Course:        English, Grade 8

Teacher:       Mr. De Simone

 

Due Date:     Thursday, March 29, 2018

 

Assignment:  Haiku and Tanka Poems

You are to create 4 poems – 2 Haiku and 2 Tanka Poems.  These form of poetry date back almost 1200 years ago in Japan.  A Haiku Poem is a type of Japanese poetry about nature using seventeen syllables arranged in three lines.  Tanka Poems are written about nature, seasons, love, sadness and other strong emotions. The Tanka Poem is very similar to haiku but Tanka poems have more syllables (thirty-one syllables arranged in five lines) and they use similes, metaphors and personification.

Haiku Poems are three lines long                                   Tanka Poems have five lines:

Line 1:                    5 syllables                                                         Line 1:                    5 syllables

Line 2:                    7 syllables                                                         Line 2:                    7 syllables

Line 3:                    5 syllables                                                         Line 3:                    5 syllables

Line 4:                    7 syllables

Line 5:                    7 syllables


Examples of Haiku Poems:
Sun
The sun is orange
It gives a lot of bright light
Which helps our plants grow
                Jesse MacIntyre

 
Leaves
Leaves are falling down
Buffalo scamper on plains
Wolf pups are playing
                Sean Luttrell

 
Clouds
Clouds are fluffy white
They give us lots of water
So people can live
                Rodney Murray

 
Examples of Tanka Poems:
Welcome Guest
Welcome to my house
We will go to the forest
We'll look at the trees
And we will go bird watching
Thank you for coming with me.

                Richard James
 
Nature’s Beauty
Beautiful mountains
Rivers with cold, cold water.
White cold snow on rocks
Trees over the place with frost
White sparkly snow everywhere.
 
Water
Whispering water,
Goddess of rain and clouds sings,
Moon Goddess dancing,
The princess of Misty Skies,
I hear the ocean music.

 

 

You are to create:

  1. A rough draft.  
  2. Use the poem rubric as a guide to complete and assess your poem.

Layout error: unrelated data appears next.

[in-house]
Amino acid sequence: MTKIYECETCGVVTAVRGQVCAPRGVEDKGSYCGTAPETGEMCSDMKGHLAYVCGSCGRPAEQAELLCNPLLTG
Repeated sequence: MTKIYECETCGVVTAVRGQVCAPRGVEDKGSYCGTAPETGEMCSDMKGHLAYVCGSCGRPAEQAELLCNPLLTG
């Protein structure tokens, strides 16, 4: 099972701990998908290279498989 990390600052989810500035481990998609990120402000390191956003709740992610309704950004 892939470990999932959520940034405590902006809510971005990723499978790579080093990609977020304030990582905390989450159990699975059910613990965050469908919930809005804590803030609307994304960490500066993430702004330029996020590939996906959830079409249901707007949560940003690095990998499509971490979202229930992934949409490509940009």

3. Edit your work (spelling, grammar, punctuation) 
  4. A final copy on white paper.

 Include the following:

-         a creative title, underlined
-        
neat printing or writing, using a pen, coloured pencils, markers (NOT COMPUTER-PRINTER GENERATED)
-        
a colourful border
-        
colourful drawings to enhance your poem, these should be inside your border and around your written work
-        
your name in the bottom, right-hand corner
-        
include the poem rubric – do NOT staple this to your poem


POEM RUBRIC

Name:  ___________________________

 

Criteria

Level 1

Level 2

Level 3

Level 4

Title

Poem does not have a title.

Poem has an inadequate title, and/or is not underlined.

Poem has an adequate title, and is underlined.

Poem has an ideal title, and is underlined.

Border

Poem does not have a border.

Poem has an adequate border.

Poem has an adequate, colourful border.

Poem has an ideal, colourful border.

Visual Presentation (colourful drawings, insider the border)

None/Few aspects of the expected visual presentation are evident.

Some aspects of the expected visual presentation are evident.

Most aspects of the visual presentation are evident.

All aspects of the visual presentation are evident.

Poetic Theme

The poem uses general or ordinary terms to develop the theme/main idea or message.   It creates an unclear, simplistic, or weakly developed theme.

The poem uses general or ordinary terms to develop the theme/main idea or message.  It creates a theme that is somewhat clear and developed.

The poem uses several descriptive words and it creates a theme/main idea/ message that is clear, insightful, and well developed.

 

The poem uses many precise, vivid, and descriptive words and it creates a theme/ main idea/ message that is clear, insightful, and imaginatively developed.

Overall Structure

The sequencing of words and phrases is random. The reader can find no evidence of thoughtful ordering of ideas.

 

The sequencing of words and phrases is very confusing, and the reader may need to use his or her own knowledge to determine the ordering of ideas.

The sequencing of words and phrases is somewhat logical, and the reader is able to follow the ordering of ideas with minimal effort.

 

The sequencing of words and phrases is logical, and the reader is able to follow the ordering of ideas easily.

 

Grammar, spelling, punctuation, and written work

Numerous spelling, grammar and punctuation errors impede the reader from understanding the poem's message. Errors are not developmentally appropriate and should have been noticed and corrected.

Numerous spelling, grammar and punctuation errors impede the reader from understanding the poem's message. Some of the errors are developmentally appropriate, but others should have been noticed and corrected.

There are spelling, grammar and punctuation errors, which may or may not be

Developmentally appropriate. However, they do not impede the reader’s understanding of the poem.

 

There are no or very few spelling, grammar and punctuation errors. They are developmentally appropriate and do not impede the reader’s understanding of the poem.

 

 

                                                                  /24